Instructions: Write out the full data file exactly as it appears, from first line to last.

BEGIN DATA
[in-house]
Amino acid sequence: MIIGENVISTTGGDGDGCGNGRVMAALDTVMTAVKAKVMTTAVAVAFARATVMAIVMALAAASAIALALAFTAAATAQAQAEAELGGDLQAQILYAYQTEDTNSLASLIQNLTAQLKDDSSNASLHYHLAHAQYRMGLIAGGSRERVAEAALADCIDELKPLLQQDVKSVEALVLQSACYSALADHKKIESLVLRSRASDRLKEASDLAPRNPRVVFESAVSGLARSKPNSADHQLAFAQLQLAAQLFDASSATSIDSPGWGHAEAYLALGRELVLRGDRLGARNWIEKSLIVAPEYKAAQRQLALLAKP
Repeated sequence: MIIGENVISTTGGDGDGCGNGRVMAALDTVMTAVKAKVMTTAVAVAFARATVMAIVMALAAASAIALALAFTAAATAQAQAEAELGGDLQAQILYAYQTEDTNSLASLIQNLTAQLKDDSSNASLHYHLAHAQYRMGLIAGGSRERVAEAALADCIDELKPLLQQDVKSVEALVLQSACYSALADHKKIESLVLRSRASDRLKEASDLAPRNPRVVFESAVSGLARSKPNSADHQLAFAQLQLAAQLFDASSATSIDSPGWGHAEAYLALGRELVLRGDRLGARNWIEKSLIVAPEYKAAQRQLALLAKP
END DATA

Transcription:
[in-house]
Amino acid sequence: MIIGENVISTTGGDGDGCGNGRVMAALDTVMTAVKAKVMTTAVAVAFARATVMAIVMALAAASAIALALAFTAAATAQAQAEAELGGDLQAQILYAYQTEDTNSLASLIQNLTAQLKDDSSNASLHYHLAHAQYRMGLIAGGSRERVAEAALADCIDELKPLLQQDVKSVEALVLQSACYSALADHKKIESLVLRSRASDRLKEASDLAPRNPRVVFESAVSGLARSKPNSADHQLAFAQLQLAAQLFDASSATSIDSPGWGHAEAYLALGRELVLRGDRLGARNWIEKSLIVAPEYKAAQRQLALLAKP
Repeated sequence: MIIGENVISTTGGDGDGCGNGRVMAALDTVMTAVKAKVMTTAVAVAFARATVMAIVMALAAASAIALALAFTAAATAQAQAEAELGGDLQAQILYAYQTEDTNSLASLIQNLTAQLKDDSSNASLHYHLAHAQYRMGLIAGGSRERVAEAALADCIDELKPLLQQDVKSVEALVLQSACYSALADHKKIESLVLRSRASDRLKEASDLAPRNPRVVFESAVSGLARSKPNSADHQLAFAQLQLAAQLFDASSATSIDSPGWGHAEAYLALGRELVLRGDRLGARNWIEKSLIVAPEYKAAQRQLALLAKP